2nd Annual Meeting of the International-Cytokine-and-Interferon-Society; 11/2014
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    ABSTRACT: S100A8 is considered proinflammatory by activating TLR4 and/or the receptor for advanced glycation end products. The aim was to investigate inflammatory effects of S100A8 in murine lung. S100A8 was administered to BALB/c mice by nasal inhalation and genes induced over a time-course assessed. LPS was introduced intranasally either alone or 2 h after pretreatment of mice with intranasal application of S100A8 or dexamethasone. A Cys(42)-Ala(42) mutant S100A8 mutant was used to assess whether S100A8's effects were via pathways that were dependent on reactive oxygen species. S100A8 induced IL-10 mRNA, and expression was apparent only in airway epithelial cells. Importantly, it suppressed acute lung injury provoked by LPS inhalation by suppressing mast-cell activation and induction of mediators orchestrating leukocyte recruitment, possibly by reducing NF-κB activation via an IκBα/Akt pathway and by downmodulating pathways generating oxidative stress. The Cys(42)-Ala(42) S100A8 mutant did not induce IL-10 and was less immunosuppressive, indicating modulation by scavenging oxidants. S100A8 inhibition of LPS-mediated injury was as potent, and outcomes were remarkably similar to immunosuppression by dexamethasone. We challenge the notion that S100A8 is an agonist for TLR4 or the receptor for advanced glycation end products. S100A8 induced IL-10 in vivo and initiates a feedback loop that attenuates acute lung injury.
    The Journal of Immunology 02/2014; 192(6). DOI:10.4049/jimmunol.1302556 · 4.92 Impact Factor
  • Carolyn L Geczy · Yuen Ming Chung · Yuka Hiroshima ·
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    ABSTRACT: S100A8, S100A9 and S100A12 are considered proinflammatory mediators of atherosclerosis. Known as calgranulins, they are major components of neutrophils and are upregulated in macrophages and foam cells. They influence leukocyte recruitment, and may propagate inflammation by binding TLR4 and/or receptor for advanced glycation endproducts (RAGE). However, the receptors for calgranulins remain an enigma; we have no evidence for TLR4 or RAGE activation by S100A8 or S100A12. Moreover, gene regulation studies suggest antiinflammatory functions for S100A8 and emerging reports indicate pleiotropic roles. Unlike S100A9, S100A8 effectively scavenges oxidants generated by the myeloperoxidase system in vivo, forming novel thiol modifications. S100A8 is also readily S-nitrosylated, stabilizing nitric oxide and transporting it to hemoglobin. S100A8-SNO reduces leukocyte transmigration in the vasculature. S-glutathionylation of S100A9 modifies its effects on leukocyte adhesion. Both S100A8 forms inhibit mast cell activation, at least partially by scavenging reactive oxygen species required for signaling. Conversely, S100A12 activates and sequesters mast cells. However S100A12 suppresses proinflammatory cytokine induction by SAA-activated monocytes and macrophages, and inhibits matrix metalloprotease activity. We propose that the abundance and types of cells expressing calgranulins in particular microenvironments, their relative concentrations and post-translational modifications may have distinct functional outcomes, including those that are protective, at different stages of atherogenesis.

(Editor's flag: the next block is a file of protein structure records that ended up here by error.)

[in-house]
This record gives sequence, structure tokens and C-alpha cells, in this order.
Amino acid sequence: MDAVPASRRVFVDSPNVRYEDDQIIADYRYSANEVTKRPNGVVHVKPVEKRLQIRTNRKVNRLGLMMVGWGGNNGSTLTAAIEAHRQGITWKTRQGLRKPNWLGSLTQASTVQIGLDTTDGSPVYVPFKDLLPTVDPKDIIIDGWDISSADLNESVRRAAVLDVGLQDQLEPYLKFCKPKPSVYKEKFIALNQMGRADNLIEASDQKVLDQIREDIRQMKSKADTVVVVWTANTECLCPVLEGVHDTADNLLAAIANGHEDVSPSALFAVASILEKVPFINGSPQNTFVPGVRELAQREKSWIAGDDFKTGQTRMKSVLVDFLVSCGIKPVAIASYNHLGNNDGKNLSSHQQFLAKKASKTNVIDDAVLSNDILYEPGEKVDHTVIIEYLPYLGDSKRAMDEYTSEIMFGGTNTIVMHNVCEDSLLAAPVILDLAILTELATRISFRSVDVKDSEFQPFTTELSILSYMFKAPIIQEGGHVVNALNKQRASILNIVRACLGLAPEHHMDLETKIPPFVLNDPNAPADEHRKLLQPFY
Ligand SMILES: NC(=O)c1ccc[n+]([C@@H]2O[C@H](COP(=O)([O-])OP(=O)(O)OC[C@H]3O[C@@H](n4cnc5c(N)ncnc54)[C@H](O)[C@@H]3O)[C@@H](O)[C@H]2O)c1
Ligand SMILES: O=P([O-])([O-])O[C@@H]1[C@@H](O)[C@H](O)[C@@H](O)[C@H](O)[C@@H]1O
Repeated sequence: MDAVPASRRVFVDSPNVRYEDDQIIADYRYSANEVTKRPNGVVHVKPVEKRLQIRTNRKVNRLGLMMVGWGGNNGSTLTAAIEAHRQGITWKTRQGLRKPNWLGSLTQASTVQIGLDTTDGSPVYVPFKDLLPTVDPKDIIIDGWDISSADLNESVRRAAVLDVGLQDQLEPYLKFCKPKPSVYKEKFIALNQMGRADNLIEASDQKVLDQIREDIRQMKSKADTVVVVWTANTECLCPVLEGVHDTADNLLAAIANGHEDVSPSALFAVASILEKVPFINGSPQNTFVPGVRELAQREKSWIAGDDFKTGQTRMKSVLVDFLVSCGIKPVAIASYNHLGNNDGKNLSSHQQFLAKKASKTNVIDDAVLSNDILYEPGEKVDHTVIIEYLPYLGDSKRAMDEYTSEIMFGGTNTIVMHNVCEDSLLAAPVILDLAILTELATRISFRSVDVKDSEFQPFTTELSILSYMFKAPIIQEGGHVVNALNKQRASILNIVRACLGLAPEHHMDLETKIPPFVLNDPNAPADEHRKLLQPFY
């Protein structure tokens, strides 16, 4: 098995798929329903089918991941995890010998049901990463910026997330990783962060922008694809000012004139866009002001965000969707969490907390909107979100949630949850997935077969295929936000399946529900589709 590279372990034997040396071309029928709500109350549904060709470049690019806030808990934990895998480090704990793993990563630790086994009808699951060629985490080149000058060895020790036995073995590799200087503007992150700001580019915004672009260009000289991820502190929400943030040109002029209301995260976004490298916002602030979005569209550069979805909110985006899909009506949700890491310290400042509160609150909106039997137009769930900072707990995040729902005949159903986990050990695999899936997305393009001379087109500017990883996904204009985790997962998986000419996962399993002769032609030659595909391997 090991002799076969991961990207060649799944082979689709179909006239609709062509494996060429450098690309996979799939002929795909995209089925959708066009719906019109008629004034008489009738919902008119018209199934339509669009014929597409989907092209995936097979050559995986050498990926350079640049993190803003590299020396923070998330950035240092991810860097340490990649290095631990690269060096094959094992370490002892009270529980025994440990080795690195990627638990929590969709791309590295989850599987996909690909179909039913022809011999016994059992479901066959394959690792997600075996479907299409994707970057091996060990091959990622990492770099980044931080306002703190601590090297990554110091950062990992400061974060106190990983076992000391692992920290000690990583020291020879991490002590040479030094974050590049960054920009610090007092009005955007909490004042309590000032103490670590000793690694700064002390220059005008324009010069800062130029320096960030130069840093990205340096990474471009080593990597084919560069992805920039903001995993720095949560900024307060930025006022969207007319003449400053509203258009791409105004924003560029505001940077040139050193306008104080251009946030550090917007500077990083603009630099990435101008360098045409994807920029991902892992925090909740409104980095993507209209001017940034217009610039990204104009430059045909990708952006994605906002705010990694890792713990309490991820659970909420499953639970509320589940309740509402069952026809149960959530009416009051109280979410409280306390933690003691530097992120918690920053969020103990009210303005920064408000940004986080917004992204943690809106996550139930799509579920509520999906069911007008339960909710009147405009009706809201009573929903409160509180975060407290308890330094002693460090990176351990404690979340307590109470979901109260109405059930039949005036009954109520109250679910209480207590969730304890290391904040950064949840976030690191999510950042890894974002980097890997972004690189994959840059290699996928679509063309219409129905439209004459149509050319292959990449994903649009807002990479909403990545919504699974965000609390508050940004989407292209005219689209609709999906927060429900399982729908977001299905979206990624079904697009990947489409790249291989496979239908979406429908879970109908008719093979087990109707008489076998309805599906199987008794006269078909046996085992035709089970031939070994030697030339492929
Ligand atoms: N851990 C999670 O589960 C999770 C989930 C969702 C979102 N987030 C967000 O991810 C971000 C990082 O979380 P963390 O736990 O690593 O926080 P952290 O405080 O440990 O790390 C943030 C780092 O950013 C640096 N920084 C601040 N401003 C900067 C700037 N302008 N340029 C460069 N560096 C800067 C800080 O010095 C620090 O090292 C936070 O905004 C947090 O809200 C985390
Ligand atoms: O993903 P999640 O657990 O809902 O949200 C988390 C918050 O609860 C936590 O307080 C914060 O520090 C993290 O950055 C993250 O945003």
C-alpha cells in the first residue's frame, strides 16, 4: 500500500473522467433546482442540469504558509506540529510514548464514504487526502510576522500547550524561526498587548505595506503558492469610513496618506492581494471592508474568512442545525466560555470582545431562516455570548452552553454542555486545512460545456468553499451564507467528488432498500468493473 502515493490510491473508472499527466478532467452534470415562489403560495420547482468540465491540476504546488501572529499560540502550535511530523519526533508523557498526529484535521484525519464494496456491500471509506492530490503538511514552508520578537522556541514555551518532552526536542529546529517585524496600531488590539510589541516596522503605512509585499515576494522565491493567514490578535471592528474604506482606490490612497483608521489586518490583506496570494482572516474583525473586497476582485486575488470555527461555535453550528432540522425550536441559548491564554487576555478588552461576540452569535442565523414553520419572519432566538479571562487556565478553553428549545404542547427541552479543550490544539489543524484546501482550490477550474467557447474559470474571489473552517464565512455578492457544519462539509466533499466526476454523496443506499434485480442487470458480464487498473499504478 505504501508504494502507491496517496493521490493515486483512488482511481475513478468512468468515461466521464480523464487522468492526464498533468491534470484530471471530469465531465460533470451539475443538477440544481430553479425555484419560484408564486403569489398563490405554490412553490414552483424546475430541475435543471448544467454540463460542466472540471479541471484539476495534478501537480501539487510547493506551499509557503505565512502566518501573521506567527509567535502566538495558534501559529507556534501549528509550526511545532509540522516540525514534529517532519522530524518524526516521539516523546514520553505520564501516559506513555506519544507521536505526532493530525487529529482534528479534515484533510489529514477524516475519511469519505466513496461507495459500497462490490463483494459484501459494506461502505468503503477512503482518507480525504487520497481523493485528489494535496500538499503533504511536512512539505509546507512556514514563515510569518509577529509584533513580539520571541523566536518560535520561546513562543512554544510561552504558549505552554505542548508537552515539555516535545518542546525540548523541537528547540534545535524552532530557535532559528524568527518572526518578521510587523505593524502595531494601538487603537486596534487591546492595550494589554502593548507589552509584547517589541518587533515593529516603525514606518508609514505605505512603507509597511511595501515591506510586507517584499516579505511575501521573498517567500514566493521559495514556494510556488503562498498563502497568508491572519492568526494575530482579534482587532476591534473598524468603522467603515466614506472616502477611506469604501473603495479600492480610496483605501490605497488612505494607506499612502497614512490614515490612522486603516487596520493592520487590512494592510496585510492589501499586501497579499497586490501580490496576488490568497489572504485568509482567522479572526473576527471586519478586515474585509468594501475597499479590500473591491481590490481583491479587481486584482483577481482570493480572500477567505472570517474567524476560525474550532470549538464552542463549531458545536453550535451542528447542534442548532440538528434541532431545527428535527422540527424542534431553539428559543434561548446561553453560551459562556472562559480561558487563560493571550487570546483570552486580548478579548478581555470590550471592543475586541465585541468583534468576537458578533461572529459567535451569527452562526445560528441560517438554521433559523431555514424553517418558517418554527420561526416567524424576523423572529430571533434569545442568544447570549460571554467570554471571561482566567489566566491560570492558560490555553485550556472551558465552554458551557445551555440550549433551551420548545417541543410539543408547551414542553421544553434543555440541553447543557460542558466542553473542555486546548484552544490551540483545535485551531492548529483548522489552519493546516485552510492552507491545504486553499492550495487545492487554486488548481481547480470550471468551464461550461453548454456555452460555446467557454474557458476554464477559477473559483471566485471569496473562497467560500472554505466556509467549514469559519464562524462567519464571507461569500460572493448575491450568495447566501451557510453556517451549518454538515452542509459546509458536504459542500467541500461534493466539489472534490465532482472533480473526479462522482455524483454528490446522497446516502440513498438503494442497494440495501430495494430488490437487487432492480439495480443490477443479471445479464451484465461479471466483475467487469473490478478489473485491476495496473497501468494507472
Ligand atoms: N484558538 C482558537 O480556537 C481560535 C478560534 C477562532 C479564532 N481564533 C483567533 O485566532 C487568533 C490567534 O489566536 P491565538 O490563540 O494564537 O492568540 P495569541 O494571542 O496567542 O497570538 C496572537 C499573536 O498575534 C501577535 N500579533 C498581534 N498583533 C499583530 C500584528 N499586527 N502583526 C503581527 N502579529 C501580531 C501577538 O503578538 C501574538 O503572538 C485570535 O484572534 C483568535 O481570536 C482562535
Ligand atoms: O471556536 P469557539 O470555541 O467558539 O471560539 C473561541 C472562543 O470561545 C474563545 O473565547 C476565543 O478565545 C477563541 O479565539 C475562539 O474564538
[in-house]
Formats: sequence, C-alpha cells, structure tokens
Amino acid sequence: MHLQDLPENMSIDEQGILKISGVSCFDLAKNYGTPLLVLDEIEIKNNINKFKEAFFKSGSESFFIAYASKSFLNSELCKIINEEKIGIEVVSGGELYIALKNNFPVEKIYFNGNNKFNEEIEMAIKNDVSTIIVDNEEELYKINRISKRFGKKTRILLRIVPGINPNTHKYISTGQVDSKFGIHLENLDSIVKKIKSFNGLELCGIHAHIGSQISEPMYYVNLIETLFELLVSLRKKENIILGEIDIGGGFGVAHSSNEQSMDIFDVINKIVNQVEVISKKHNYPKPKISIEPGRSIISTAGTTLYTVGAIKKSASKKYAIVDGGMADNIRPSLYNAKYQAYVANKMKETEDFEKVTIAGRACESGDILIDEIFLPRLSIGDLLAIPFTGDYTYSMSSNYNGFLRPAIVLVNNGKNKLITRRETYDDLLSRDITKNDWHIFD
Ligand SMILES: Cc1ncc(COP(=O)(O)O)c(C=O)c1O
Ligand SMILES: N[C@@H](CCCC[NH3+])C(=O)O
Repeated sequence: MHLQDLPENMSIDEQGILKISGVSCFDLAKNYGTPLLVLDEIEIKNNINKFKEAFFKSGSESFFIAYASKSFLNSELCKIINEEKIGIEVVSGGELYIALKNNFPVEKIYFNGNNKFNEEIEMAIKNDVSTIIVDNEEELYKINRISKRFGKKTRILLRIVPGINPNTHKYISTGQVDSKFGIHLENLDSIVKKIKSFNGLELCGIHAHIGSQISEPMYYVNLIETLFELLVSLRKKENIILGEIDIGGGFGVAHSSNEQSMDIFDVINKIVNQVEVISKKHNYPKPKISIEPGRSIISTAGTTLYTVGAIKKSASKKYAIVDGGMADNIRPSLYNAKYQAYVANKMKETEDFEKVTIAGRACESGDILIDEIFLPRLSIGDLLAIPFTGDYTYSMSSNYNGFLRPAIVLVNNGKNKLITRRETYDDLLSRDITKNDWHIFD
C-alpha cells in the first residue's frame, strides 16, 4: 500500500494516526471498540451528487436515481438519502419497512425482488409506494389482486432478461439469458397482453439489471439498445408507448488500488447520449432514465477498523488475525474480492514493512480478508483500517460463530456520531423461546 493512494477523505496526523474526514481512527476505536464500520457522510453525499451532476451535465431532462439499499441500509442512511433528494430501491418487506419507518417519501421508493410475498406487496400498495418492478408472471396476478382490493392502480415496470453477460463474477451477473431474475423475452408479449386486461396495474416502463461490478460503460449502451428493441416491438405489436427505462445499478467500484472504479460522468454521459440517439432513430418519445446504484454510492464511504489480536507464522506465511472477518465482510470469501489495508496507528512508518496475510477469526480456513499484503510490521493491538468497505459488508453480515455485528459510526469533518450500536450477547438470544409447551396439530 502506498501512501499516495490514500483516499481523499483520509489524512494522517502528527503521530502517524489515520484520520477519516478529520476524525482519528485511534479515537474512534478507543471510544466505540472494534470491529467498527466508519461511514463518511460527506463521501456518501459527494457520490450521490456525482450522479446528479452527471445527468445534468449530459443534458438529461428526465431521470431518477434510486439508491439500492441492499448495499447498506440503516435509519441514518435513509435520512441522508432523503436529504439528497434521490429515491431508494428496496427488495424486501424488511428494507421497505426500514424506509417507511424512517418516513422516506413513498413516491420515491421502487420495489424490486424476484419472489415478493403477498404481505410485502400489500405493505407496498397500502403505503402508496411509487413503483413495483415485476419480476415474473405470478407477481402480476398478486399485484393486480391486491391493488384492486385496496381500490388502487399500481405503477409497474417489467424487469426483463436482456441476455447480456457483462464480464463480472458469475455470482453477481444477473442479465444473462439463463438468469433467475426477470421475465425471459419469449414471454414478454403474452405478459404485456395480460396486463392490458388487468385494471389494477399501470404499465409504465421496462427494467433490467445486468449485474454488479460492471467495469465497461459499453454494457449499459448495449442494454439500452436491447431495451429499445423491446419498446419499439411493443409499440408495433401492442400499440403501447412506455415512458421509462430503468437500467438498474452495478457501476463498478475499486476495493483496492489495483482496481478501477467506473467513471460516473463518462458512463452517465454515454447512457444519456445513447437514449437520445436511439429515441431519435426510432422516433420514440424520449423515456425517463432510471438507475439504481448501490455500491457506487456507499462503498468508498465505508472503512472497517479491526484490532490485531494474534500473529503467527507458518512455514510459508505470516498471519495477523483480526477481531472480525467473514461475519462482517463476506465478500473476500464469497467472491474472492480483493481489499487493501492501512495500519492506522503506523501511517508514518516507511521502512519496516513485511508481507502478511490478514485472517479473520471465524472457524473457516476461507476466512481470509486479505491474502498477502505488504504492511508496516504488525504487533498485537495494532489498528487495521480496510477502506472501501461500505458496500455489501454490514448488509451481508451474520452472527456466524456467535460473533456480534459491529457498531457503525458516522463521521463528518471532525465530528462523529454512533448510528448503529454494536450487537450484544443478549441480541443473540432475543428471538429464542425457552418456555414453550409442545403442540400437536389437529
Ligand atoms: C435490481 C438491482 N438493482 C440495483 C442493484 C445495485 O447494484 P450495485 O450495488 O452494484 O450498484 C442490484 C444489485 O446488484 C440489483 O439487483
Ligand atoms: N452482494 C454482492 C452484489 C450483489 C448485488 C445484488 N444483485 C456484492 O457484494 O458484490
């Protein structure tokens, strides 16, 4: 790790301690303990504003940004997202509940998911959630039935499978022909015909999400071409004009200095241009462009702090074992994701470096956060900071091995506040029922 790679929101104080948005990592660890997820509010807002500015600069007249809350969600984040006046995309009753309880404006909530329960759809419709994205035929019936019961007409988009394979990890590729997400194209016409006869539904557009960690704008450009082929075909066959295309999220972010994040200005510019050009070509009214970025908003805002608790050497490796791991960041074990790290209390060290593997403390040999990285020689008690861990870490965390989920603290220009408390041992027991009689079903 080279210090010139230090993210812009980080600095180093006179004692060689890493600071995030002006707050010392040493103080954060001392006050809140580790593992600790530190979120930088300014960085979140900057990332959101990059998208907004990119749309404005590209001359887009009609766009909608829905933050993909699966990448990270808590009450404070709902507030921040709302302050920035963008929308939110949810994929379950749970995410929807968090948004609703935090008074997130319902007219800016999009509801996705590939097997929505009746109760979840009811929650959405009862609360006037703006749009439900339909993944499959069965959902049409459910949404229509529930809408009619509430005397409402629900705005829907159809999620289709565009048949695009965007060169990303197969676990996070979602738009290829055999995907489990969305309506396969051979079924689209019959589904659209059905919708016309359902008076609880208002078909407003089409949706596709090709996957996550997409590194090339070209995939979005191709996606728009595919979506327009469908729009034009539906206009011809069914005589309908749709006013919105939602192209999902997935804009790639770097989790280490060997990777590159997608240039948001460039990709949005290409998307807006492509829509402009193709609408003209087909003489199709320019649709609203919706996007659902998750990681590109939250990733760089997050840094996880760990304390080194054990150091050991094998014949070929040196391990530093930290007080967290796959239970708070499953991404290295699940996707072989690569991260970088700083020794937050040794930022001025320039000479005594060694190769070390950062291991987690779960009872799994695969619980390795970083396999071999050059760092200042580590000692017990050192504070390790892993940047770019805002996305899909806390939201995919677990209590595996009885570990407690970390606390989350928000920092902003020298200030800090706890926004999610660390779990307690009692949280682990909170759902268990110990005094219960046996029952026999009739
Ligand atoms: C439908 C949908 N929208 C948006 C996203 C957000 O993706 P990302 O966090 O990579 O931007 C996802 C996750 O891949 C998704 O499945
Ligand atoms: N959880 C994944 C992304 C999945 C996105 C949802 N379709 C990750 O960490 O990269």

Circulation Journal 12/2013; 78(2). DOI:10.1253/circj.CJ-13-1505 · 3.94 Impact Factor
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    ABSTRACT: Amorphous calcification frequently appears in dental pulp tissues of diabetic patients; however, its pathologic process has not been fully elucidated. We previously found that pulp stones and thickened predentin occurred more frequently in diabetic rats. Recent findings demonstrated that accumulation of advanced glycation end-products (AGE) might be involved in vascular calcification complicated with diabetes. The aim of this study was to determine the effect of AGE on calcified nodule formation by rat dental pulp cells in culture. Rat dental pulp cells and gingival fibroblasts were independently cultured with 50 and 100 μg/mL AGE. Alkaline phosphatase activity and calcified nodule formation were measured. Expressions of receptor for AGE, osteopontin (OPN), and osteocalcin (OCN) mRNA were determined by quantitative real-time polymerase chain reaction. Protein levels of OPN and OCN secreted in culture medium were quantified by enzyme-linked immunosorbent assay. AGE (50 and 100 μg/mL) markedly increased both alkaline phosphatase activity and calcified nodule formation in dental pulp cells (P < .01), whereas it did not affect those in gingival fibroblasts. Real-time polymerase chain reaction analysis revealed that AGE increased mRNA expressions of receptor for AGE, OPN, and OCN in dental pulp cells (P < .05). Enzyme-linked immunosorbent assay analysis revealed that the protein levels of OPN and OCN produced by dental pulp cells were higher in AGE-treated than in untreated cells (P < .05). AGE enhanced the calcification potentials of rat dental pulp cells, suggesting that it may stimulate pathologic calcification of diabetic dental pulp tissues.
    Journal of endodontics 07/2013; 39(7):873-8. DOI:10.1016/j.joen.2012.11.027 · 3.38 Impact Factor